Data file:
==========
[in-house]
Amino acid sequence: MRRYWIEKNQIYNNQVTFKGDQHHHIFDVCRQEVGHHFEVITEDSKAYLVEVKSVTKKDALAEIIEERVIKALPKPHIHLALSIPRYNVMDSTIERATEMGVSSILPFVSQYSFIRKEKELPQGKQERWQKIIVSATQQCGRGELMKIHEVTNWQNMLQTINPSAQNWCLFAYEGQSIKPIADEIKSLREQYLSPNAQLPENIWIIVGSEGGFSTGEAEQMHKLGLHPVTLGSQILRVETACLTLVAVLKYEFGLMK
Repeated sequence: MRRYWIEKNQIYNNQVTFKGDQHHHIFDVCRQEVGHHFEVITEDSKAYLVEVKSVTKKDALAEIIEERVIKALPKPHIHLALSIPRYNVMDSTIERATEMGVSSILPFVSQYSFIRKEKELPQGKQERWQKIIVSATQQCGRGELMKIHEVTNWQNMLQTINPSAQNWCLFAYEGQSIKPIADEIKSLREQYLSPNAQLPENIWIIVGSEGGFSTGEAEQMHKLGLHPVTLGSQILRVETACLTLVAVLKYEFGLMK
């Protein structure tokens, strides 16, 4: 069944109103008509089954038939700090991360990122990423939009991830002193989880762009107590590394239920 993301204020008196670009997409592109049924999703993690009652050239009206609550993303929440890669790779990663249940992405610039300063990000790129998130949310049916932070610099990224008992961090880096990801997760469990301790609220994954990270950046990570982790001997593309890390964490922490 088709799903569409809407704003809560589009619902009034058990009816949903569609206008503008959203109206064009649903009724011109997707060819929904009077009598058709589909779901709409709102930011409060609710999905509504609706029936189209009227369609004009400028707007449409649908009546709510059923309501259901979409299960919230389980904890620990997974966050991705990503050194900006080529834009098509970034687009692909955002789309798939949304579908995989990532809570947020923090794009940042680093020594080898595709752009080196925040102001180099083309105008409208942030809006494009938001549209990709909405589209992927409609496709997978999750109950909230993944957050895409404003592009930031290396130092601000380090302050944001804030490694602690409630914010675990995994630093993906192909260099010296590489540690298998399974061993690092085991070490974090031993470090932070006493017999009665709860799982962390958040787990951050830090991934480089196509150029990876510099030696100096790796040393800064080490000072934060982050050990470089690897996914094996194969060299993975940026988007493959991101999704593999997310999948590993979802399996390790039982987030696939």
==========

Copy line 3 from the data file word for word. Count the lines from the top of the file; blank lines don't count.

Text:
Repeated sequence: MRRYWIEKNQIYNNQVTFKGDQHHHIFDVCRQEVGHHFEVITEDSKAYLVEVKSVTKKDALAEIIEERVIKALPKPHIHLALSIPRYNVMDSTIERATEMGVSSILPFVSQYSFIRKEKELPQGKQERWQKIIVSATQQCGRGELMKIHEVTNWQNMLQTINPSAQNWCLFAYEGQSIKPIADEIKSLREQYLSPNAQLPENIWIIVGSEGGFSTGEAEQMHKLGLHPVTLGSQILRVETACLTLVAVLKYEFGLMK